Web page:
Finally, the lands are the typical choices for a mono-blue deck plus 13 Snow-Covered Islands, which allow casting Arcum's Astrolabe and which benefit from High Tide. Fetch lands are important to reset the top of the library, and the other lands seem valuable enough to play over additional islands.

The expected gameplay with this deck is just to tear through your deck with Fblthp as much as possible to find an infinite combo, then try to win, ideally with available mana to use counterspells thanks to your plotted cards.

Overall, my expectation without playing the deck is that it's a little weaker than Urza, mostly because I think generating extra mana is generally a little stronger than generating extra cards, and I worry about Fblthp taking too long to set up without have enough elements to slow the opponents. It kind of wants a stax-heavy table so that it has time to set up its plots, but a lot of stax pieces also prevent it from doing its thing.

That still might work out well since you can just create a giant pile of plotted cards and then win as soon as you unlock by dealing with whatever's been holding you back, and the deck does have the ability to spike fast wins if it gets a little lucky, so I do think it has a realistic chance.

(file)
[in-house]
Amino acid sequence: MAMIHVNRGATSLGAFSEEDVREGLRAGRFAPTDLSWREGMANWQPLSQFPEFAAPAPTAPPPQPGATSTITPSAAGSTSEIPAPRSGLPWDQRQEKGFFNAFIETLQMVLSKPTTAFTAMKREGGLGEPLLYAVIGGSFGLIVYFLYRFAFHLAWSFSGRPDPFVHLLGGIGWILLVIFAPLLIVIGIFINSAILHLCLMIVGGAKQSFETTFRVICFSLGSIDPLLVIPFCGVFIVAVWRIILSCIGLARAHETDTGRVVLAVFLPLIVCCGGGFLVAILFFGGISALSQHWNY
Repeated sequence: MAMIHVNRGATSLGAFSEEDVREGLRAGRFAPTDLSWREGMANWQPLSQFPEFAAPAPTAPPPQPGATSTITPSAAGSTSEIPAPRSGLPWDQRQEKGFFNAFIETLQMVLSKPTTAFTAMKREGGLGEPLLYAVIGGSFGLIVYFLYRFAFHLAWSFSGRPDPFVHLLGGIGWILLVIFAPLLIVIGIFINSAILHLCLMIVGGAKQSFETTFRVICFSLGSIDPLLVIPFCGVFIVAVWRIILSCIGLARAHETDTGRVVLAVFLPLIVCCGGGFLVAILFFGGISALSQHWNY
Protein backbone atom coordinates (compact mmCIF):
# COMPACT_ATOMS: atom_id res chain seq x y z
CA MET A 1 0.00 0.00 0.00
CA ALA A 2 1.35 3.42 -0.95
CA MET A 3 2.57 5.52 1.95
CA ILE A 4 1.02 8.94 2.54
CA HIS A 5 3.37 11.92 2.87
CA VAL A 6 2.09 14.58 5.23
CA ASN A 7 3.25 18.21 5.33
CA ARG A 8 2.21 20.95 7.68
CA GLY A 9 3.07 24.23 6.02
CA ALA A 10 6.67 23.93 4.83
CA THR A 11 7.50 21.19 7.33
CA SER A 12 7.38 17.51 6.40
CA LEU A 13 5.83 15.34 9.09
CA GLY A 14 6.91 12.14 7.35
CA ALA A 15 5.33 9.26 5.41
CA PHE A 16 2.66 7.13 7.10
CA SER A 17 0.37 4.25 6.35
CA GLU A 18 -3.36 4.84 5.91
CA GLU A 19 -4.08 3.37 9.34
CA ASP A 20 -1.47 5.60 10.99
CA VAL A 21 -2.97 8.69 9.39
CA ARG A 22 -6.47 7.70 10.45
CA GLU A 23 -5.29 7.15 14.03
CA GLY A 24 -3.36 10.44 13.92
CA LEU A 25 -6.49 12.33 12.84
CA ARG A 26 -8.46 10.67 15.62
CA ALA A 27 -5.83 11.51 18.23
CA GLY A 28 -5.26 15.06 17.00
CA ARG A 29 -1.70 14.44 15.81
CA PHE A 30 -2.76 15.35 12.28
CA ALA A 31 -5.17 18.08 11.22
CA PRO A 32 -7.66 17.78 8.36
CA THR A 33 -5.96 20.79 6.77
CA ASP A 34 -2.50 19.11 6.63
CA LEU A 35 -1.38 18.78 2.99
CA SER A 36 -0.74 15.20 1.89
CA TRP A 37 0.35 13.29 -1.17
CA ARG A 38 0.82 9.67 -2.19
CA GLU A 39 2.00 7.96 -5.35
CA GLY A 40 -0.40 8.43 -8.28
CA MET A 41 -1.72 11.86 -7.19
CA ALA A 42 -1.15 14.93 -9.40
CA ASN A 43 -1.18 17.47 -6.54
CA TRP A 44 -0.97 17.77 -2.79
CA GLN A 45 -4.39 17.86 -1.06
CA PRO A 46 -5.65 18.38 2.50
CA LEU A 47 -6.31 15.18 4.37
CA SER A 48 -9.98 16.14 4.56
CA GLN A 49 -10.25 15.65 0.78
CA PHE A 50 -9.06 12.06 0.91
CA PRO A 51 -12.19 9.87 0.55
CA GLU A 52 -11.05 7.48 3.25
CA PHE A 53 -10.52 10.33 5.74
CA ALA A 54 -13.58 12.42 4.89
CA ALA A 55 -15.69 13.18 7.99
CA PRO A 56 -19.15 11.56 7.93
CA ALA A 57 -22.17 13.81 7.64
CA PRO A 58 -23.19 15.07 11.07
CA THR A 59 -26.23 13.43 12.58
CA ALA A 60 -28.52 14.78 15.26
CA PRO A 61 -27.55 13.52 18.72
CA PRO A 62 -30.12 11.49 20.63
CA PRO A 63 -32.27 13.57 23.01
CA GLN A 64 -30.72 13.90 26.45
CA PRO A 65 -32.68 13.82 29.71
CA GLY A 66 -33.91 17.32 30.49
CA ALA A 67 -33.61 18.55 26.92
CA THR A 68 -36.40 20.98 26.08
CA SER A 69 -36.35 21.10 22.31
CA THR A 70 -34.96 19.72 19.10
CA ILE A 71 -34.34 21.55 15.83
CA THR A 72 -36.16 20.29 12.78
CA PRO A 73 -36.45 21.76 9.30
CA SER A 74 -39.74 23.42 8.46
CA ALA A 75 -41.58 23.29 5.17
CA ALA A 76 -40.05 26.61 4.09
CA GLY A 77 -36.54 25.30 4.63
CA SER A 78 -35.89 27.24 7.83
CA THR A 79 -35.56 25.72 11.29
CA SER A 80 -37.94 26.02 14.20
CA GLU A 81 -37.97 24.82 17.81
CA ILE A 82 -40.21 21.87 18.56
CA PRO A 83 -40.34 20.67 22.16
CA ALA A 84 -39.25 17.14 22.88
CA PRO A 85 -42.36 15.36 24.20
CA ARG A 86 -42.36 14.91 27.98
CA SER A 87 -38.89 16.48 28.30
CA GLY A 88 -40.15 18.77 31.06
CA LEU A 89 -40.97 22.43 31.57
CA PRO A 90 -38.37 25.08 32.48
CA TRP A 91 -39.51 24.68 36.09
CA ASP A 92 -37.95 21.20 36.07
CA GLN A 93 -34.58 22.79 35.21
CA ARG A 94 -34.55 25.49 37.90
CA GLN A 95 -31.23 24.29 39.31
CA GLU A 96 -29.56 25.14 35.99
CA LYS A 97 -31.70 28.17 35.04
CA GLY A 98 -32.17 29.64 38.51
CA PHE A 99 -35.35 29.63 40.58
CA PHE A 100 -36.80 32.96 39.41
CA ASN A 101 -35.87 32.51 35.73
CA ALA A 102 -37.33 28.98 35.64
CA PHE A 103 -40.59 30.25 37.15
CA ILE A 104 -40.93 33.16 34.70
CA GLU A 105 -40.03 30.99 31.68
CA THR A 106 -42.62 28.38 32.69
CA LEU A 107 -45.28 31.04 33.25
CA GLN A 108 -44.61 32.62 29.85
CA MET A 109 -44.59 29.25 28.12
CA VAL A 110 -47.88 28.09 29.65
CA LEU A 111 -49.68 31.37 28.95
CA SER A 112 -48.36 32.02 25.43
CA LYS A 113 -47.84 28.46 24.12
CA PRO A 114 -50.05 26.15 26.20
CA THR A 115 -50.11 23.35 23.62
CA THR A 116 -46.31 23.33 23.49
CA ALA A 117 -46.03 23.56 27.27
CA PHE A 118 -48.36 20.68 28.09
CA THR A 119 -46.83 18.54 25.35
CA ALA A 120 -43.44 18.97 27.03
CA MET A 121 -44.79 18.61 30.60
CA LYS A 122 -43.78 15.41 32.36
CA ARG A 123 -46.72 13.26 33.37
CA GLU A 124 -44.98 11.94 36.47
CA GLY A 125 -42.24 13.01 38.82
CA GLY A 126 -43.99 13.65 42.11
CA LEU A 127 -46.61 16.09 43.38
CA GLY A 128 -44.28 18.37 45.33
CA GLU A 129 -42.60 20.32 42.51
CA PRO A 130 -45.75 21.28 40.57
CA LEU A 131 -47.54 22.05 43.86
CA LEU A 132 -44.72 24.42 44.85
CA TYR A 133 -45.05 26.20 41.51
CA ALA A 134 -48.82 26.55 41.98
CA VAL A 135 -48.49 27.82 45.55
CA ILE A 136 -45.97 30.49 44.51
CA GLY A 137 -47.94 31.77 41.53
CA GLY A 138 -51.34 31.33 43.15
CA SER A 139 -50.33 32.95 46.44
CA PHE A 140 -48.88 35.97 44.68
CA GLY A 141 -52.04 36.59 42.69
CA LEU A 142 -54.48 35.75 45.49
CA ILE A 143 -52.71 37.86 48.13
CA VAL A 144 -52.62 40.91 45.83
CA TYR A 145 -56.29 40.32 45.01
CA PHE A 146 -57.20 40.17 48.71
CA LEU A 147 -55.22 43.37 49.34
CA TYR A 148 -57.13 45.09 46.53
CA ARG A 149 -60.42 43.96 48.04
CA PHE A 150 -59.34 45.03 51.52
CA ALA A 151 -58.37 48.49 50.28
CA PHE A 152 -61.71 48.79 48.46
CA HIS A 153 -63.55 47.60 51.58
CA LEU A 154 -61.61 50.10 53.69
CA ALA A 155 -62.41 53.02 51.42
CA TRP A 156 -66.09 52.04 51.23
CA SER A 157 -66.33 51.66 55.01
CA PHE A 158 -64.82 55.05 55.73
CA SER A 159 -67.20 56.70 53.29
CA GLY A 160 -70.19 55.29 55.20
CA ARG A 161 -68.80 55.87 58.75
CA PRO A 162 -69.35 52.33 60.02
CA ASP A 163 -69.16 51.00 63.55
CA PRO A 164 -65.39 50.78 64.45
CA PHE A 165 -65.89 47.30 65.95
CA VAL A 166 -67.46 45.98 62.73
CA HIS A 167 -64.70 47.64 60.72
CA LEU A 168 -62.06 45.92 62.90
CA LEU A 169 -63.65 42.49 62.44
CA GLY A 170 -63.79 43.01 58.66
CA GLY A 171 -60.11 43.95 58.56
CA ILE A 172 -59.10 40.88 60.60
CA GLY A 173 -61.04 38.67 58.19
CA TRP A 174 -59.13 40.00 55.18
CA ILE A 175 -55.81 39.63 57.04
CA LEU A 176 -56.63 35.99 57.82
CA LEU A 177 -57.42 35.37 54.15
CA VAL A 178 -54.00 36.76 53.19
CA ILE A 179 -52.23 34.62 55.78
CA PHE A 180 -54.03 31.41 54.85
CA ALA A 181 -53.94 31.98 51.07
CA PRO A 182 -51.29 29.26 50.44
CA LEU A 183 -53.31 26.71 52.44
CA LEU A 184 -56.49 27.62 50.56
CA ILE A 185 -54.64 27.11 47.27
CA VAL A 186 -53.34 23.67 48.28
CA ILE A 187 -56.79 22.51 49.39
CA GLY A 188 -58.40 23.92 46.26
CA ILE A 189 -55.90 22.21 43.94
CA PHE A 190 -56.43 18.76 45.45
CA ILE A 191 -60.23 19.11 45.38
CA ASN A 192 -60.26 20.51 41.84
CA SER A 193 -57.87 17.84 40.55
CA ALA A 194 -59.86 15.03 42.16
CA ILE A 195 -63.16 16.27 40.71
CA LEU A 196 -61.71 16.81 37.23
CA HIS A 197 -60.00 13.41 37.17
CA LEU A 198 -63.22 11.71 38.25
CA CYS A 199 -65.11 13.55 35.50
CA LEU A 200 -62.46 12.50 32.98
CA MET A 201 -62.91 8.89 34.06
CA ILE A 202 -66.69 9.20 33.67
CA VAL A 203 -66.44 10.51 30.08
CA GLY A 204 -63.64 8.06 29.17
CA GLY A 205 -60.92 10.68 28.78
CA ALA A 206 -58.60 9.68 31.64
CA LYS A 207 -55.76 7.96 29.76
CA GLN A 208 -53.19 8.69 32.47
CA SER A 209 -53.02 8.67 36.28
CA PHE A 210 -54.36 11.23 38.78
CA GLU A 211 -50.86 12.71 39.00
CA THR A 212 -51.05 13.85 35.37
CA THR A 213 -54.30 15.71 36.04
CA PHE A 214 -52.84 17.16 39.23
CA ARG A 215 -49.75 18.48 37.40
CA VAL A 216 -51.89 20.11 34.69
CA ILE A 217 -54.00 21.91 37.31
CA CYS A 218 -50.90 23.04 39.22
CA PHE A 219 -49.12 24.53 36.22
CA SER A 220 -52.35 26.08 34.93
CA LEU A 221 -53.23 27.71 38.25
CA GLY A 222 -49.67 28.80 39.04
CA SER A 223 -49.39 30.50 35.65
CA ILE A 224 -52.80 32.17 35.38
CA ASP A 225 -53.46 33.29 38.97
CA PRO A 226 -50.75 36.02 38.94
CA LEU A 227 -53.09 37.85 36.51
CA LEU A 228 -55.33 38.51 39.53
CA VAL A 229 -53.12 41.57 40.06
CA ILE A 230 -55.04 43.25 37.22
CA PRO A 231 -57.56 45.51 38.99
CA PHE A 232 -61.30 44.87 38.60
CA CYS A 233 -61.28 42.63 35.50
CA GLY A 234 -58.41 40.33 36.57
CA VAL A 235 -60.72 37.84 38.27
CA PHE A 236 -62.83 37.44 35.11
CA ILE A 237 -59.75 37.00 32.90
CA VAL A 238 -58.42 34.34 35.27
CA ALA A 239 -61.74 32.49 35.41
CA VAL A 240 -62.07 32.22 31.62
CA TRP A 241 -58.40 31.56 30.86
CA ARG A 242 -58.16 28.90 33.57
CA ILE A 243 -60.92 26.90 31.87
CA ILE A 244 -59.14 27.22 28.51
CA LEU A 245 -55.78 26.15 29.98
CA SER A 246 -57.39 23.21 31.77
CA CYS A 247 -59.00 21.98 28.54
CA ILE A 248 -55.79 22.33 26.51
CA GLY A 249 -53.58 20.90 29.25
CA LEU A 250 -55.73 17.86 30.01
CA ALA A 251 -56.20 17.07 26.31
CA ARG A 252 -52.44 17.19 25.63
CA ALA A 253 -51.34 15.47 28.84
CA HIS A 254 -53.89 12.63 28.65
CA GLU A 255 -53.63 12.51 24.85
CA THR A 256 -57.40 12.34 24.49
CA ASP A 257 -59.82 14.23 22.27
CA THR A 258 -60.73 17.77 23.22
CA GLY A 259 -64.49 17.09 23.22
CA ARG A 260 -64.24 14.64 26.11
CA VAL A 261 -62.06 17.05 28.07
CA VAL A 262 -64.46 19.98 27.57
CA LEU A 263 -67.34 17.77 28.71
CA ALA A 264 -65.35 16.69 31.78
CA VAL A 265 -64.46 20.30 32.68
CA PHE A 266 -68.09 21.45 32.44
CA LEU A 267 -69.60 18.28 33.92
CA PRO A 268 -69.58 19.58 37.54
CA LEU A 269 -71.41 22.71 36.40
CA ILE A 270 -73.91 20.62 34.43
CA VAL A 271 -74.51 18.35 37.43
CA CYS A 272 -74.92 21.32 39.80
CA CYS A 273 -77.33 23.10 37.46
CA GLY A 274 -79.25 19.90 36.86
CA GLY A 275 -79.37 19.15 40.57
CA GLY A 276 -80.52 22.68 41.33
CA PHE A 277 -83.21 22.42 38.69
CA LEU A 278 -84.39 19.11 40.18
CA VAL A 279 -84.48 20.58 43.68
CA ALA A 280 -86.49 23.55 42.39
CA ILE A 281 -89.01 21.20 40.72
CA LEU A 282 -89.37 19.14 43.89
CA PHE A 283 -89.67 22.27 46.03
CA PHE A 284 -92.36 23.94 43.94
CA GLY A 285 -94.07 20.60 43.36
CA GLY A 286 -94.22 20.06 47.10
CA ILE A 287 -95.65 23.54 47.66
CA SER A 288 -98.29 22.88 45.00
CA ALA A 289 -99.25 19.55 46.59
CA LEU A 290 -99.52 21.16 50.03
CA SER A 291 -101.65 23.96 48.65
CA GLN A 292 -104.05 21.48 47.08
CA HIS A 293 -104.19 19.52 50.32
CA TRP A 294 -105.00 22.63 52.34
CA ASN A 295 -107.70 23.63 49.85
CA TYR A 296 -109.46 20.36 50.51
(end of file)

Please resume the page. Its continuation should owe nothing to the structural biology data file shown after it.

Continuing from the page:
When Should You Play Fblthp?

I would very rarely keep a hand that can't cast Fblthp by turn two at the latest, as I think you need to start plotting as soon as possible in most pods.

Where is Fblthp?

Totally Lost but currently Thunder Junction, and you can find the decklist here.

Fblthp, Lost on the Range cEDH by Sam Black

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Commander (1)
Lands (25)
Artifacts (34)
Instants (18)
Enchantments (4)
Creatures (11)
Sorceries (7)

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Sam Black is a former professional Magic player, longtime Magic writer, host of the Drafting Archetypes podcast, and Twitch streamer. Sam enjoys a wide range of formats, especially limited and unofficial fan formats like Old School and Premodern in addition to cEDH.